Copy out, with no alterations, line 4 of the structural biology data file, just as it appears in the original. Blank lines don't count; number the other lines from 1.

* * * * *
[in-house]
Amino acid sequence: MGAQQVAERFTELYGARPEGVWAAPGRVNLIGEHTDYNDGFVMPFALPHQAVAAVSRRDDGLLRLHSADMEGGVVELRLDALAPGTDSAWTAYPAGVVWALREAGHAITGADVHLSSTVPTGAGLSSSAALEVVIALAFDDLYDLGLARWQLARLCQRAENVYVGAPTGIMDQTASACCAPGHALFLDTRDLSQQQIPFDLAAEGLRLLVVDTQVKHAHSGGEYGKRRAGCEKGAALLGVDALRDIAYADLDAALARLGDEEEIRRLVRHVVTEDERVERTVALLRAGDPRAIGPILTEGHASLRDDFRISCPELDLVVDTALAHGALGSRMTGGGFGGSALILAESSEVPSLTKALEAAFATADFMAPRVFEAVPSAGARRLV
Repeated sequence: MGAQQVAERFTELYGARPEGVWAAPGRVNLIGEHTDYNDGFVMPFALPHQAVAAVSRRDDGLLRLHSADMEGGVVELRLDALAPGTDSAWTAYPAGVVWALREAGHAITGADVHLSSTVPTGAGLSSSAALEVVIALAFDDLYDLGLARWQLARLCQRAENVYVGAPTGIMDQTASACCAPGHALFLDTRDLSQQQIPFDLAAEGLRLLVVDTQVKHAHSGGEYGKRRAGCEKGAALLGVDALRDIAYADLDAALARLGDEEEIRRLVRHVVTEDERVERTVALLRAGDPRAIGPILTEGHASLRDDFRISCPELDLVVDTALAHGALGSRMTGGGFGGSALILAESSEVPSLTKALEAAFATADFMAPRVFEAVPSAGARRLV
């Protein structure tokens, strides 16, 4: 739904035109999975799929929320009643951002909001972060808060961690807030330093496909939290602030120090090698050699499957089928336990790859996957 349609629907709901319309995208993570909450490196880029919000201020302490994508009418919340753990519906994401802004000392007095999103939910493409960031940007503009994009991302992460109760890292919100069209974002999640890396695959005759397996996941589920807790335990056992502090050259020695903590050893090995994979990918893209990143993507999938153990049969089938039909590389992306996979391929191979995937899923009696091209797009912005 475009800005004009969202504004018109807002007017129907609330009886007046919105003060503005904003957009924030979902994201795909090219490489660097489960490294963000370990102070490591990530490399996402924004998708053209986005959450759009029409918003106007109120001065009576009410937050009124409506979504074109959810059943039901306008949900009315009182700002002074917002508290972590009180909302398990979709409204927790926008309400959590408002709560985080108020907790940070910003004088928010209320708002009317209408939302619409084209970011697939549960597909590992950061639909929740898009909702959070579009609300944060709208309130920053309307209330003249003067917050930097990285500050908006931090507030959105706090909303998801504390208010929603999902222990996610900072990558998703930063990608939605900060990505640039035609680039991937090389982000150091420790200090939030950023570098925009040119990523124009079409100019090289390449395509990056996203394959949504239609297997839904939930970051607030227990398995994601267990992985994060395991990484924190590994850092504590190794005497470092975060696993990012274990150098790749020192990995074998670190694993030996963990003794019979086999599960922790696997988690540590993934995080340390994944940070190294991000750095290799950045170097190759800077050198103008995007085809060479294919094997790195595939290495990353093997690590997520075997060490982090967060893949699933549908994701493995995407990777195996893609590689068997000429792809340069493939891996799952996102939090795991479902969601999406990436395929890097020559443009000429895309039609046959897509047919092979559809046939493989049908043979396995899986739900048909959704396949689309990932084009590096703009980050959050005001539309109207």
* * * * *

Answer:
């Protein structure tokens, strides 16, 4: 739904035109999975799929929320009643951002909001972060808060961690807030330093496909939290602030120090090698050699499957089928336990790859996957 349609629907709901319309995208993570909450490196880029919000201020302490994508009418919340753990519906994401802004000392007095999103939910493409960031940007503009994009991302992460109760890292919100069209974002999640890396695959005759397996996941589920807790335990056992502090050259020695903590050893090995994979990918893209990143993507999938153990049969089938039909590389992306996979391929191979995937899923009696091209797009912005 475009800005004009969202504004018109807002007017129907609330009886007046919105003060503005904003957009924030979902994201795909090219490489660097489960490294963000370990102070490591990530490399996402924004998708053209986005959450759009029409918003106007109120001065009576009410937050009124409506979504074109959810059943039901306008949900009315009182700002002074917002508290972590009180909302398990979709409204927790926008309400959590408002709560985080108020907790940070910003004088928010209320708002009317209408939302619409084209970011697939549960597909590992950061639909929740898009909702959070579009609300944060709208309130920053309307209330003249003067917050930097990285500050908006931090507030959105706090909303998801504390208010929603999902222990996610900072990558998703930063990608939605900060990505640039035609680039991937090389982000150091420790200090939030950023570098925009040119990523124009079409100019090289390449395509990056996203394959949504239609297997839904939930970051607030227990398995994601267990992985994060395991990484924190590994850092504590190794005497470092975060696993990012274990150098790749020192990995074998670190694993030996963990003794019979086999599960922790696997988690540590993934995080340390994944940070190294991000750095290799950045170097190759800077050198103008995007085809060479294919094997790195595939290495990353093997690590997520075997060490982090967060893949699933549908994701493995995407990777195996893609590689068997000429792809340069493939891996799952996102939090795991479902969601999406990436395929890097020559443009000429895309039609046959897509047919092979559809046939493989049908043979396995899986739900048909959704396949689309990932084009590096703009980050959050005001539309109207």